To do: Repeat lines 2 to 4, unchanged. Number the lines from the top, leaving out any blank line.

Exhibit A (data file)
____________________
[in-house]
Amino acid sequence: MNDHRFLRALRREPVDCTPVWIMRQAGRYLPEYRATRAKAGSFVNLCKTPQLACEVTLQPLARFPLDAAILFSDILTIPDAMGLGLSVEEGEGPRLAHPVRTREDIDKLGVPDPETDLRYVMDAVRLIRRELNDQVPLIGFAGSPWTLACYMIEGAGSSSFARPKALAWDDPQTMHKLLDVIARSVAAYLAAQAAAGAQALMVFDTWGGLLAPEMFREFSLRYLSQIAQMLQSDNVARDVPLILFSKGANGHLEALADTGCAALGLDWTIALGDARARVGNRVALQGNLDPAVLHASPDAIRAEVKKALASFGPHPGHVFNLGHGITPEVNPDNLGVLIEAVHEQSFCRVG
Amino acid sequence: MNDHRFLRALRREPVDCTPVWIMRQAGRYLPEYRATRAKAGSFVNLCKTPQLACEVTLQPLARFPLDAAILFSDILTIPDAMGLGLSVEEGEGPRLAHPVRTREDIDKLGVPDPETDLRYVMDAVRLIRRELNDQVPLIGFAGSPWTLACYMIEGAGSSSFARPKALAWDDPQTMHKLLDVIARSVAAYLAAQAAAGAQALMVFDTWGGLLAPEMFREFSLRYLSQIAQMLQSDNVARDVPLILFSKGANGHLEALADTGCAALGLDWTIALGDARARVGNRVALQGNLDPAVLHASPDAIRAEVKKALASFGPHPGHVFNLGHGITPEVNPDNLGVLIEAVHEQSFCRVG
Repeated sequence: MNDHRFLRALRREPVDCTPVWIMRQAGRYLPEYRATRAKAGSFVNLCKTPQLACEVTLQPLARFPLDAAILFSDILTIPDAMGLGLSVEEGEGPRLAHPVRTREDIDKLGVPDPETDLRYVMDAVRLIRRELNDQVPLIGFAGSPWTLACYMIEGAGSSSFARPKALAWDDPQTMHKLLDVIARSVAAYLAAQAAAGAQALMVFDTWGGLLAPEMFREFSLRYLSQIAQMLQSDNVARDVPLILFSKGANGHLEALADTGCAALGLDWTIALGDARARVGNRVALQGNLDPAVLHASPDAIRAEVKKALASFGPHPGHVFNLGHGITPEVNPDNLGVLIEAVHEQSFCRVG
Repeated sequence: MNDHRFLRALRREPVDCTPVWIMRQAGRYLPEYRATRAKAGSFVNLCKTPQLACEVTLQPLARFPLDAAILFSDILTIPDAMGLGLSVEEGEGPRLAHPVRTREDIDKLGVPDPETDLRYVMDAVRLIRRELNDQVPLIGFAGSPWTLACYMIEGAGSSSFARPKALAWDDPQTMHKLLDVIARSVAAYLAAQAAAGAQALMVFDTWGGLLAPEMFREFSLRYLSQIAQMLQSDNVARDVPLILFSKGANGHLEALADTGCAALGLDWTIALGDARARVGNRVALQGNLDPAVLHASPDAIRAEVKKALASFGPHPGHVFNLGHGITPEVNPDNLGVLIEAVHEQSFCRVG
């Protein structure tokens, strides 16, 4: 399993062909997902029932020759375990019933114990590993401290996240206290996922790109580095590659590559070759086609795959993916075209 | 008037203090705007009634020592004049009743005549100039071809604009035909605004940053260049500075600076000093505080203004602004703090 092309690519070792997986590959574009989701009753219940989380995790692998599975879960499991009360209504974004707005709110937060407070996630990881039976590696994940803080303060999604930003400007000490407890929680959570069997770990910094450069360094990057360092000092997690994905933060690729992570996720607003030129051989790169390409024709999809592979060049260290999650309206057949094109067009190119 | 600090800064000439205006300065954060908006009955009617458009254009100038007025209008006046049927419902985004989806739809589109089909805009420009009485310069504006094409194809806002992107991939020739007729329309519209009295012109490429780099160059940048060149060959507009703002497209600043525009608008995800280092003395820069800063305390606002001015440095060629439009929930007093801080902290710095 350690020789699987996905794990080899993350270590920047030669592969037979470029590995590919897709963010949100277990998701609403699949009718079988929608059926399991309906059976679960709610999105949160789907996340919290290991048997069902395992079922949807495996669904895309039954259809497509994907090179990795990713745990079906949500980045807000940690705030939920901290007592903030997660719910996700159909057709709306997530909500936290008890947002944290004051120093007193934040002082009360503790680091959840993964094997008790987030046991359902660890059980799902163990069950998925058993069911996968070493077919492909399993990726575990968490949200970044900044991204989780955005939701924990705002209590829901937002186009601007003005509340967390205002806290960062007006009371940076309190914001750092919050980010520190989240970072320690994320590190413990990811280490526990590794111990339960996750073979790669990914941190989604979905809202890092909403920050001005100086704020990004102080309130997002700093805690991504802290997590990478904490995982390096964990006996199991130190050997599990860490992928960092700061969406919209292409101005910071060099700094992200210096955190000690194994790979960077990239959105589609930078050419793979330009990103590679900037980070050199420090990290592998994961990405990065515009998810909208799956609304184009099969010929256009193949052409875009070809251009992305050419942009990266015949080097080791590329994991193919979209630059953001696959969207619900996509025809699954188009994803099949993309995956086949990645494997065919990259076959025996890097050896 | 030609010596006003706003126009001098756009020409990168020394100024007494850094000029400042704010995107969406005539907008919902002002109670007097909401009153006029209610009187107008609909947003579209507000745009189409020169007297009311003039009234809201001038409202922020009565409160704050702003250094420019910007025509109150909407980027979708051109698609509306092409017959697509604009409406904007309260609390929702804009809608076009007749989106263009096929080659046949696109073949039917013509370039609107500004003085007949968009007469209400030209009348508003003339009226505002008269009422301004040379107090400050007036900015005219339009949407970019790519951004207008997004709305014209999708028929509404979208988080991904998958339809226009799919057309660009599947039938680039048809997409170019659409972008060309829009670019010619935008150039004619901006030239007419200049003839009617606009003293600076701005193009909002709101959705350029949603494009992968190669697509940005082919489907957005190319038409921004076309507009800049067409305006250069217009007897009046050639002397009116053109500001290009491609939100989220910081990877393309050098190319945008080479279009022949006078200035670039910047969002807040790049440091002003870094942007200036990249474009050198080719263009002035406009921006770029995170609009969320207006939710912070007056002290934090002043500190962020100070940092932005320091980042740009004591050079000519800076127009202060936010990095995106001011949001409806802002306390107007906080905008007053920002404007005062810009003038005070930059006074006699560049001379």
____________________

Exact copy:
Amino acid sequence: MNDHRFLRALRREPVDCTPVWIMRQAGRYLPEYRATRAKAGSFVNLCKTPQLACEVTLQPLARFPLDAAILFSDILTIPDAMGLGLSVEEGEGPRLAHPVRTREDIDKLGVPDPETDLRYVMDAVRLIRRELNDQVPLIGFAGSPWTLACYMIEGAGSSSFARPKALAWDDPQTMHKLLDVIARSVAAYLAAQAAAGAQALMVFDTWGGLLAPEMFREFSLRYLSQIAQMLQSDNVARDVPLILFSKGANGHLEALADTGCAALGLDWTIALGDARARVGNRVALQGNLDPAVLHASPDAIRAEVKKALASFGPHPGHVFNLGHGITPEVNPDNLGVLIEAVHEQSFCRVG
Amino acid sequence: MNDHRFLRALRREPVDCTPVWIMRQAGRYLPEYRATRAKAGSFVNLCKTPQLACEVTLQPLARFPLDAAILFSDILTIPDAMGLGLSVEEGEGPRLAHPVRTREDIDKLGVPDPETDLRYVMDAVRLIRRELNDQVPLIGFAGSPWTLACYMIEGAGSSSFARPKALAWDDPQTMHKLLDVIARSVAAYLAAQAAAGAQALMVFDTWGGLLAPEMFREFSLRYLSQIAQMLQSDNVARDVPLILFSKGANGHLEALADTGCAALGLDWTIALGDARARVGNRVALQGNLDPAVLHASPDAIRAEVKKALASFGPHPGHVFNLGHGITPEVNPDNLGVLIEAVHEQSFCRVG
Repeated sequence: MNDHRFLRALRREPVDCTPVWIMRQAGRYLPEYRATRAKAGSFVNLCKTPQLACEVTLQPLARFPLDAAILFSDILTIPDAMGLGLSVEEGEGPRLAHPVRTREDIDKLGVPDPETDLRYVMDAVRLIRRELNDQVPLIGFAGSPWTLACYMIEGAGSSSFARPKALAWDDPQTMHKLLDVIARSVAAYLAAQAAAGAQALMVFDTWGGLLAPEMFREFSLRYLSQIAQMLQSDNVARDVPLILFSKGANGHLEALADTGCAALGLDWTIALGDARARVGNRVALQGNLDPAVLHASPDAIRAEVKKALASFGPHPGHVFNLGHGITPEVNPDNLGVLIEAVHEQSFCRVG